The bouncers really hadn’t said much, but I knew something was up. I observed my bed, my bowls, my stuffies and a brown paper bag. It wasn’t like the boxes that the bouncers were using to pack their goodies. My brown paper bag and I loaded up in the car for a ride and I was scared. When the car stopped, I was greeted by two excentric ladies, I’ll call them the double s’s.

They acted as if they had known me forever and I as thinking holy dog crap, what is this all about?

The two eccentric ladies that Pasha lovingly refers to as the s’s…
Sucker and Softee.

And then, the end of my leash went to one of the s’s and I follwed her to the biggest yard ever and then, she took off my leash. The next thing I know, this hot chic named Foxy Roxy came running out to greet me. Everything started looking up.

I found myself following a million smells. I couldn’t even identify all of them. I was walking forever. I hardly had time to say good-bye to the bouncers, out of the corner of my eye I witnessed them leaving, they looked sad, but oh well!

After a bit more smelling, I was feeling a tad exhausted and ready for my bed. Into the house we went. I was quite pleased to see a ramp in place of the stairs. I’m not a youngster anymore and at this stage of the game everything helps.

Imagine my surprise when I walk into the bouncee’s house and I see millions of dog beds all over the place. I could lay anywhere I wanted.

But then I got an even bigger surprise, there were enough greyhounds to fill up all of those millions of beds! I was an only child before I came here, but in the “live in the moment” spirit, I greeted everyone with a cold nose up their butt and a wag of my tail. I am a Greyhound Garden Hound dog.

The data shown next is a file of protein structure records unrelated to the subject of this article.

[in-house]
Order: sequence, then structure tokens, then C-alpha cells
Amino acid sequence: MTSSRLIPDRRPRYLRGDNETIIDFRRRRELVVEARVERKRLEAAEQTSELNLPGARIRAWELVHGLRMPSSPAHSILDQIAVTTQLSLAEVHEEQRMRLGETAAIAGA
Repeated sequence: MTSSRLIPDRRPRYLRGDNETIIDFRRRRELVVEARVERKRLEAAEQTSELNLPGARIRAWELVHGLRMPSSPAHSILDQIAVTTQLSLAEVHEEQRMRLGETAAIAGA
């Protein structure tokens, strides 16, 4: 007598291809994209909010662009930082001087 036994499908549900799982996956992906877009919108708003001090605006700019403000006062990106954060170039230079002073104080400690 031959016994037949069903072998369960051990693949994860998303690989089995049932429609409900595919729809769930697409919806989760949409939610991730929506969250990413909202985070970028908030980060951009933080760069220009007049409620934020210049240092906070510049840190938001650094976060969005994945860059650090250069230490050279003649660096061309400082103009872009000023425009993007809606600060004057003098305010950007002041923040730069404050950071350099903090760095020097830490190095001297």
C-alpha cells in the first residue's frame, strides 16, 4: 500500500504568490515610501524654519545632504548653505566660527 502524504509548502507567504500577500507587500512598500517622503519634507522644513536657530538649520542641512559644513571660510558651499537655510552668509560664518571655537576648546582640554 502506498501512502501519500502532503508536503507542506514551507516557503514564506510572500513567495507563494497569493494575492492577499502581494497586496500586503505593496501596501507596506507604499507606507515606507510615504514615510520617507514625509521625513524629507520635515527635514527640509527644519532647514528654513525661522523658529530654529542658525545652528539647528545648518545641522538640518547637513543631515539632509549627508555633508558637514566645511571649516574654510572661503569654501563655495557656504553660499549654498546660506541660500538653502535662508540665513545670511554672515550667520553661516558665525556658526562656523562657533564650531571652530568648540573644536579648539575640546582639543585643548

Everything else is either history or a mystery yet to be solved. My new job that lies ahead of me includes the day-to-day duties, keeping the cushion on the floor, making sure the meals are served on time and tasty, and training the s’s about my ever-ending need for ear scritches.

To all of you potential bouncees, I have three words for you, “Go for it.”

Please join me in sending my new friend Buddy a very happy birthday roo.

Pasha is starting his new life at the bed ‘n’ bowl. At 12.5 years old,
his family
could no longer keep him. He knows he has a lot of time and
love left to give.
He will be the new spokeshound for the “Bring home a bounce”
campaign. His
position was previously held by Gracie, Cleo and Barbie.

Wednesday, November 05, 2008

Welcome Our Sweet Boy

Pasha • Valley Shylock

We made a promise to three very sweet girls, and just this week, we kept our promise once again.

Gracie joined us when she was 11 years old, she’d been in a home for several years and yet because of her momma’s crazy hours, she didn’t seem happy. We loved her with all our hearts and she in turn loved us. 14 months later she left us after cancer sadly took her away.

Cleo came to us at 10 years old, just one week after Gracie left. Cleo had been in her home for many years and again, returned. Diagnosed with cancer, Cleo left us two years after joining us. She wasn’t to sure at first about having so many brothers and sisters, but she adapted and was such a sparkle in our lives.

Barbie had been left at the Humane Society when she was 10 years old. Again, she left her home of many years to become a Greyhound Garden hound. 14 months after her arrival, we lost her to cancer.

The three girls have so much in common. Their arrivals were greeted with excitement and happiness and a feeling that they had been with us from the very beginning and all three left us much sooner than what we hoped for. We also gave them a promise, that if another double-digit greyhound needed a home, we would open our hearts and our home. The reasons they lost their home really didn’t matter, it only matters that they a place with plenty of love to come to.

On Sunday, Nov. 2, Pasha became a Greyhound Garden dog. He’s 12 1/2 years old and he’s fabulous. His family was moving out of state and were afraid the move would be to hard on him. As I write this, he’s laying down on a cushion beside my desk and very content.